How Zero Premium Sector Trade Works
05/28/2014 8:00 am EST
This strategy solves the problem of being right about a stock and wrong about the sector, writes the staff at Investopedia.com, and best of all, it is cost-effective.
One of the more popular ways that hedge funds make money is to be long and short on any number of combinations of stocks and/or other securities. The principle is simple enough: buy, for instance, the bank with the best fundamentals and most secure lending and investing book, and sell short its competitor that is in the hottest water. The difference in their respective stocks' performance becomes the trader's profit.
There are a number of variations on this theme, and a number of instruments that can be employed to effect the trade, from stocks to futures to options. Here we highlight one of them: a trading strategy that requires neither capital nor a hedge fund's leverage to put into play. It's called a zero-premium sector trade.
Why "Zero" Premium?
The trade is called zero-premium because it's essentially cost-free. An investor buys one call option and sells another of roughly equal value. The two trades offset one another, producing a net-zero total outlay for the investor.
How It Works
There's no getting around it; to employ this technique, an investor has to do his/her homework. Good research is the key to success with the zero-premium sector trade. Determining the best-run, most dominant company in a sector-the firm whose stock has the greatest probability of appreciating in value in the near term-is critical to creating the greatest return. That said, a profit can be had by finding a company that, at the very least, outperforms the sector.
When the research is done, one simply buys a call option on the stock, then simultaneously sells a call option of roughly equal value on the sector ETF. This shouldn't be a great challenge since most sector ETFs offer a great many option strikes to choose from. One also has to be sure that both options have the same expiry.
A Real-Life Example
Consider the following scenario: you believe that gold producer XYZ will significantly outperform its gold brethren over the next three months, so you purchase a six-month XYZ call option with strike price 45 (the stock now trades at $41.00) for $2.90.
At the same time, you sell one gold stock ETF (GDX) 44 call option for $2.90 (assuming the ETF is trading at $38.50. The trade is executed virtually cost-free (before commissions).
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There are now three possible outcomes for the trade:
- You are correct, and by expiration, XYZ rises roughly 25% to $51.00 and GDX rises only 15%, to $44.25. The long call is intrinsically valued at $6.00 ($51 - $45), and the short call is worth 25 cents ($44.25 - $44). Your total profit on the trade is $5.75. Not bad, for a net investment of $0 (less commissions).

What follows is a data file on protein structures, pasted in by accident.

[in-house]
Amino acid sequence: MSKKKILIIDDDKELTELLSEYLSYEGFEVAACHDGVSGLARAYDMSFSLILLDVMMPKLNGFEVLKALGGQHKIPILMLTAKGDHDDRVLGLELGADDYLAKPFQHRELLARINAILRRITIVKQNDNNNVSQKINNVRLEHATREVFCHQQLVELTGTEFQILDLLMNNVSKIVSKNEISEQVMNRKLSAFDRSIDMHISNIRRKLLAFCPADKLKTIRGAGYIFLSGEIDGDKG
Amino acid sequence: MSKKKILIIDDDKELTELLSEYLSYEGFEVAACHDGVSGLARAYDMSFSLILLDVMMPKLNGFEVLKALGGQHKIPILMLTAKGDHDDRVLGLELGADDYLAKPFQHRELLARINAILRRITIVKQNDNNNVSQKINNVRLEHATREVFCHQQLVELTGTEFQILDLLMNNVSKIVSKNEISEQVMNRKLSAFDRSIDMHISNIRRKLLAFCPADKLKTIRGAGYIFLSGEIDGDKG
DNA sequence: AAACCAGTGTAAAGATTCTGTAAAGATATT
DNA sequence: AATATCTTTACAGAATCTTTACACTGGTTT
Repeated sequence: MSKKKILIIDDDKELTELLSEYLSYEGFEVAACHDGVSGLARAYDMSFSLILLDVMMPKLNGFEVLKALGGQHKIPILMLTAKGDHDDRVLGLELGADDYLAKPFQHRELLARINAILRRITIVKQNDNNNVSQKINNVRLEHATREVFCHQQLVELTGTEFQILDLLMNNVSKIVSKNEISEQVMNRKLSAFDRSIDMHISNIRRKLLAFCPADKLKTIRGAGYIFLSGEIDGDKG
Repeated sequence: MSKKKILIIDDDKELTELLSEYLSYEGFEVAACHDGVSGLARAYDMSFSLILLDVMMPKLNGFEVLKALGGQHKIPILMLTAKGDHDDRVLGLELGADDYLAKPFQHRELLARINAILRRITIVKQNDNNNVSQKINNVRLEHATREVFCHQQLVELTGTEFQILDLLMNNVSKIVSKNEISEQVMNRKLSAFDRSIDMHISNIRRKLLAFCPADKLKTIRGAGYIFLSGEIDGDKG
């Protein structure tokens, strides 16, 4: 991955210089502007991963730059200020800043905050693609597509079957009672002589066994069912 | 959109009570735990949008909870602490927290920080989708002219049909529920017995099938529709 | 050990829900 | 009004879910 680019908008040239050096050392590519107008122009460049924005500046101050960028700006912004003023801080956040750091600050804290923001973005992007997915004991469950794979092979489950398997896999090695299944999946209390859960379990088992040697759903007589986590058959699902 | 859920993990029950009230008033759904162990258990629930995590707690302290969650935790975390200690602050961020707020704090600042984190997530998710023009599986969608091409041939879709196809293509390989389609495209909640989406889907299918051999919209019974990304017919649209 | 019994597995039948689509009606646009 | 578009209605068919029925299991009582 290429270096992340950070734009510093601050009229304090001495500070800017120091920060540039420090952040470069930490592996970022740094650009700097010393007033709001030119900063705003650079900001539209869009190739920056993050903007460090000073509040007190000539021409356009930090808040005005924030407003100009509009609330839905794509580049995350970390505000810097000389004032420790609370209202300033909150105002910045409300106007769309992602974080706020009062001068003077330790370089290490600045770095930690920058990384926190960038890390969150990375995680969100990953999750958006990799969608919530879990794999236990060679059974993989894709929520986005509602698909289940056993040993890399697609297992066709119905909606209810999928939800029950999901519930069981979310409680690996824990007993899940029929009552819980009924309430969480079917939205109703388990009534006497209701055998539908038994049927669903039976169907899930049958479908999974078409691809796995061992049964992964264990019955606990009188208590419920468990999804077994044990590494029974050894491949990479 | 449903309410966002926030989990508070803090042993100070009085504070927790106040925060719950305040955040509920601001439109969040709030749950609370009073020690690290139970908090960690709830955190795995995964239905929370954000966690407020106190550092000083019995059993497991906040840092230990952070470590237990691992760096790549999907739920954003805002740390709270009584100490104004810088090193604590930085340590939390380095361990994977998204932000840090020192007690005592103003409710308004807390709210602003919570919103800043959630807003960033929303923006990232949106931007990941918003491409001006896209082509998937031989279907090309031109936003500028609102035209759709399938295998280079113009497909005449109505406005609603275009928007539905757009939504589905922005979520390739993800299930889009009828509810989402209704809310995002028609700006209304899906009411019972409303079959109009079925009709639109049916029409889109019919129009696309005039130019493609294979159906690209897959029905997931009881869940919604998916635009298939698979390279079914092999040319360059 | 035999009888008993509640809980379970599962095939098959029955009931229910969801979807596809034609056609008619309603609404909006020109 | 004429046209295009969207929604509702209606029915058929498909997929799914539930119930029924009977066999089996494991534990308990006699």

- You are correct, but by expiration neither XYZ stock nor the ETF manage to climb above their respective strike prices. The options expire worthless, and you will have earned a loss equal to the size of your commissions paid.
- You are wrong, the ETF outperforms your chosen stock and you are on your way to a loss. Should this become apparent before expiration, it will be important to unwind the position, particularly if the sold call begins to trade at- or in-the-money. The reason for this is simple: In-the-money options are more sensitive in their movements than out-of-the-money, and your short call may increase in value much faster at this point than the long call.
Therefore, if, for example, XYZ and GDX both trade up to $44.00 (remember, the ETF started at a lower price), the short ETF call will now be worth $5.25, while the long XYZ call will only trade at $3.75. You will be at a negative $1.50 balance at this juncture with the action working against you. Again, it is best to unwind the position (i.e., sell the long call and buy back the short call) at a small loss.
Advantages and Disadvantages of the Strategy
There are several advantages to the zero-premium options strategy, and they include, first, that the trade is virtually cost-free to execute. Additionally, it does not expose the trader to the overall performance of the market or the selected industry, since the investment is focused purely on the outperformance of your selected stock.
On the downside, the trade does require monitoring, and most brokerages will also require significant margin to cover the unhedged short call-likely in the neighborhood of 25% of the value of the underlying security. This is because, theoretically at least, the short call has unlimited risk. That said, the risk on a short ETF position is significantly less than on an individual company stock which might be subject to, for example, a one-time calamitous occurrence or a takeover or the like.
Who Should Use It and Under What Circumstances?
The trade is meant to be used by anyone with a good understanding of the mechanics of options trading and some experience in the actual buying and selling of options. It's patently not meant to be executed by an investor who hasn't the time to follow the position on a regular basis or who hasn't a good understanding of the basics of asset allocation. The last thing anyone should do is jump into the trade with three quarters of his or her portfolio.
The Bottom Line
The zero-premium sector trade solves the problem of being right about the stock and wrong about the sector. So long as you've done your homework and chosen an industry stalwart, it matters little if the overall sector falls out of favor. Even if Wall Street shuns the sector temporarily, the zero-premium trade can deliver considerable profits. And best of all, the trade is available at bargain basement prices.
By the staff at Investopedia.com